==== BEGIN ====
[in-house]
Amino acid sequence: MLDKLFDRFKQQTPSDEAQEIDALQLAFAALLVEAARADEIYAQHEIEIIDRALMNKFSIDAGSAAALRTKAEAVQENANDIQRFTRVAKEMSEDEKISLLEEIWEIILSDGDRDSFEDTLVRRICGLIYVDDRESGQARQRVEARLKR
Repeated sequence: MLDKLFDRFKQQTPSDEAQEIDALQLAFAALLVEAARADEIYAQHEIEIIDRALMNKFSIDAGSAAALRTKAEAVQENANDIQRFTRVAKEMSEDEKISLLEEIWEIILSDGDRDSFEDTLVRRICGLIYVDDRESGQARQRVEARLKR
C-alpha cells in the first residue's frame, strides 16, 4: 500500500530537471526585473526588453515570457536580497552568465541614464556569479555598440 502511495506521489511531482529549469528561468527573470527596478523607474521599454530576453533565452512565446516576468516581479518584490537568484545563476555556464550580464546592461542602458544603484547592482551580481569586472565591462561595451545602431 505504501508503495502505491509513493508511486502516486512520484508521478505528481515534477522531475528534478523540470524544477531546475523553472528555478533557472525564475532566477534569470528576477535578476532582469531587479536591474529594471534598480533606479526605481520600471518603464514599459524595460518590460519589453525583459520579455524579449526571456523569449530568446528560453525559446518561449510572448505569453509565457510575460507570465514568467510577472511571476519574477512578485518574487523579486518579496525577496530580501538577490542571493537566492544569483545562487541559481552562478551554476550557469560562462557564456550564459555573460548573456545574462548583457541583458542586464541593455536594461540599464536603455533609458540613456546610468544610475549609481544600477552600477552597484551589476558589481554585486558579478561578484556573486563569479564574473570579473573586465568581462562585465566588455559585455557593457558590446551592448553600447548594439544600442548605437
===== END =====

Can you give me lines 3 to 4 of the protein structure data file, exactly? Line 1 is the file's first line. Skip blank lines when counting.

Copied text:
Repeated sequence: MLDKLFDRFKQQTPSDEAQEIDALQLAFAALLVEAARADEIYAQHEIEIIDRALMNKFSIDAGSAAALRTKAEAVQENANDIQRFTRVAKEMSEDEKISLLEEIWEIILSDGDRDSFEDTLVRRICGLIYVDDRESGQARQRVEARLKR
C-alpha cells in the first residue's frame, strides 16, 4: 500500500530537471526585473526588453515570457536580497552568465541614464556569479555598440 502511495506521489511531482529549469528561468527573470527596478523607474521599454530576453533565452512565446516576468516581479518584490537568484545563476555556464550580464546592461542602458544603484547592482551580481569586472565591462561595451545602431 505504501508503495502505491509513493508511486502516486512520484508521478505528481515534477522531475528534478523540470524544477531546475523553472528555478533557472525564475532566477534569470528576477535578476532582469531587479536591474529594471534598480533606479526605481520600471518603464514599459524595460518590460519589453525583459520579455524579449526571456523569449530568446528560453525559446518561449510572448505569453509565457510575460507570465514568467510577472511571476519574477512578485518574487523579486518579496525577496530580501538577490542571493537566492544569483545562487541559481552562478551554476550557469560562462557564456550564459555573460548573456545574462548583457541583458542586464541593455536594461540599464536603455533609458540613456546610468544610475549609481544600477552600477552597484551589476558589481554585486558579478561578484556573486563569479564574473570579473573586465568581462562585465566588455559585455557593457558590446551592448553600447548594439544600442548605437